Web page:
Using many native North American meadow perennials and grasses over large prairie like spaces with backdrops of tall hedges, Oudolf has artfully tamed what would otherwise be wild and let what would usually considered tame to take on a haphazard wildness. His gardens are like mysterious memories; summer prairie where the designer/gardener has worked to make his touch lightly visible.

As with any really enriching garden experience this profusion of beauty caused me to reflect on my own garden; specifically what’s not working!
In hindsight three years after that trip, I can see the influence those two gardens have on my own garden.

After returning from the Netherlands I began to viciously edit my fourteen year old garden ripping out overgrown shrubs and exposing huge gaping holes. After this clever burst of gut like certainty the overriding feeling was one of panic! But over the following years I was given or bought perennials to fill those gaps, moved things to different spots and waited. This year, perhaps for the first time, I really like my garden.

As any gardener knows a garden is never static and I will continue to make changes as plants mature, but I am closer now, much closer, to the vision in my head. Watch this space! (More beautiful Dutch Gardens) Dutch gardens


Lily Landini and drumstick alliums mingle in the borders


Nepeta sibirica ( blue) Stachy Hummelo (pink)


Agastache blue forntune


Moon garden Aralia sun king, white cosmos


Moon garden


Echinacea, veronicastrum virginicum, monarda grand parade, crocosmia lucifer


Grass Calamagrostis brachytricha


Garden July 2018


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Posted in Design Ideas, Perennials, Photos of Don's Garden, Piet Oudolf's Gardens, The Flowering Border, The Gardens Of Mien Ruys, Variegated Plants | Tagged , , , , , , , , , | 12 Comments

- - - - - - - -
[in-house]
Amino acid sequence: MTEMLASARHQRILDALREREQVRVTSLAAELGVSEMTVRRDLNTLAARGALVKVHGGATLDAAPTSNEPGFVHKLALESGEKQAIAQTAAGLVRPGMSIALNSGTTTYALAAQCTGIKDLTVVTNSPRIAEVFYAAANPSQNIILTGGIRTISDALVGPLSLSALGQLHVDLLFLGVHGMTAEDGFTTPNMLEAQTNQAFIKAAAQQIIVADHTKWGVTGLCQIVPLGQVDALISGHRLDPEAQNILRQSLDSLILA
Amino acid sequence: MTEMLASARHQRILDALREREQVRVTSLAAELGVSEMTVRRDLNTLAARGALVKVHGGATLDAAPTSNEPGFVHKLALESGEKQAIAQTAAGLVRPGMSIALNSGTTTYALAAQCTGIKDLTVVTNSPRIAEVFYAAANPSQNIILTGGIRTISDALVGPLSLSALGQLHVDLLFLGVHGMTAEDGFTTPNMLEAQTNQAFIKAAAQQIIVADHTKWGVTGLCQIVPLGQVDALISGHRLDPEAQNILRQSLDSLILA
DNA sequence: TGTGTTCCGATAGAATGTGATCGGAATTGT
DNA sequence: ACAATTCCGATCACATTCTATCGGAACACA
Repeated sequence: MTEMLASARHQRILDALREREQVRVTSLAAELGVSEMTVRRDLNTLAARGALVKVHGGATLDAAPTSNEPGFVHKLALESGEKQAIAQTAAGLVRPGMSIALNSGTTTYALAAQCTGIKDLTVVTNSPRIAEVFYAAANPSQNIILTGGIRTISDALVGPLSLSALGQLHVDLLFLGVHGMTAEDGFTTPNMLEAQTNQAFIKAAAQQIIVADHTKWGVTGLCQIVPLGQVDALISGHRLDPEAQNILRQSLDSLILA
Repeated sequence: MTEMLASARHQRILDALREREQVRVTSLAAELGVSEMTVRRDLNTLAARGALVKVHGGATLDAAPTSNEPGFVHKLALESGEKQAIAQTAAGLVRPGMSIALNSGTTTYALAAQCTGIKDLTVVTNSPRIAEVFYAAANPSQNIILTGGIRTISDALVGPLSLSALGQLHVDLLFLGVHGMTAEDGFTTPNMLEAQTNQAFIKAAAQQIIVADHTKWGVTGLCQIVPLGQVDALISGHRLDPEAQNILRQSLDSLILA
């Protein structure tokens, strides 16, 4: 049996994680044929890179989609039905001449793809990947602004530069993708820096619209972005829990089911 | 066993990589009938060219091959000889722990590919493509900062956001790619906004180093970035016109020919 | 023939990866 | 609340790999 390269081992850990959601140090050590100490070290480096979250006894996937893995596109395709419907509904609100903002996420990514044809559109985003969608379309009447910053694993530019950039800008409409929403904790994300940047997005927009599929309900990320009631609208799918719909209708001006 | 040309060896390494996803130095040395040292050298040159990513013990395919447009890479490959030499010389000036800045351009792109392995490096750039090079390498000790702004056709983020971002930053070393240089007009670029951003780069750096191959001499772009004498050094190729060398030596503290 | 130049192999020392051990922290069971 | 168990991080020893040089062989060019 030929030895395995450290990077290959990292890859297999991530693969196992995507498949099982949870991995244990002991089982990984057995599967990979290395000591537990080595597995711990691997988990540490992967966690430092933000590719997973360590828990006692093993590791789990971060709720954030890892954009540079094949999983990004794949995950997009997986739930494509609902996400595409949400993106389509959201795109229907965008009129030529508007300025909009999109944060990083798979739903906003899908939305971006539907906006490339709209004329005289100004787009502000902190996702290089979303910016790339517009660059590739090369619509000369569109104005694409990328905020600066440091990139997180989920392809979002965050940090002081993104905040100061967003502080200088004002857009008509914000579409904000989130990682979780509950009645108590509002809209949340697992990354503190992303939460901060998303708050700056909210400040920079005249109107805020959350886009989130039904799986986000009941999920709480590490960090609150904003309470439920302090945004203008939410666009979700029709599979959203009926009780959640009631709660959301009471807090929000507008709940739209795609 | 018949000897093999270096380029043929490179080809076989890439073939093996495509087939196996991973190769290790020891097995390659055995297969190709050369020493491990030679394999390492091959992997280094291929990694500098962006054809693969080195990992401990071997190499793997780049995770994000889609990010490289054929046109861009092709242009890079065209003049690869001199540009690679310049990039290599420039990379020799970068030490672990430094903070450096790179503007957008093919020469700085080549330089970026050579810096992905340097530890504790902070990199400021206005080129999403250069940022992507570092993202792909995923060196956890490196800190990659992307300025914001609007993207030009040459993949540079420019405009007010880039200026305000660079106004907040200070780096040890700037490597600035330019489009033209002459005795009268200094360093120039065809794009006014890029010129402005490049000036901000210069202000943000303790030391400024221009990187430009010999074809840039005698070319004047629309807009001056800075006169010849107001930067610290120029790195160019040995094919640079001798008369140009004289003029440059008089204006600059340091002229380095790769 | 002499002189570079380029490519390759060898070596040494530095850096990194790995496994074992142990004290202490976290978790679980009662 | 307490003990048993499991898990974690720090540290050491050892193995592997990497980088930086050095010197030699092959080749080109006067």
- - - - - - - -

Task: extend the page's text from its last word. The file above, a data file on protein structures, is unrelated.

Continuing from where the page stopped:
Spring Projects 2018.

Spring is the season of the big clean-up after winter. Weeks are spent cutting back perennials, dividing, transplanting plants, moving plants, shaping shrubs, edging paths, and weeding, Once the initial cleanup is done, I usually begin a few new garden projects which always puts me behind with the weeding. This year was no different. Below are a few of the new additions to the garden.

I have been admiring a bench on Pinterest and decided to copy it. The two benches are for a transition area that is just down from the pond and leads to a new shade garden behind the house. A landscaping friend put me in touch with a local sawmill and I was able to get these rough milled hemlock timbers which are 6’ x 8”x8” costing me $50.00 a bench. My wife helped me with the fine chiseling of the notches that fit the seat timbers into the legs. I like the simple design for its practicalness and it’s sculptural look. They will just get better with time and will eventually turn grey.

The other project we tacticled was the path that leads from the parking area to the front door. It was made of irregular fieldstones which over the years had heaved from frost and had become very treacherous to walk on. I have a pile of large bluestone treads from a fallen down staircase and decided to use some of them to make the new path.  We added some small stones between the large slabs as a decorative element. There are other hardscape projects I have planned but I am not sure they will get done this year.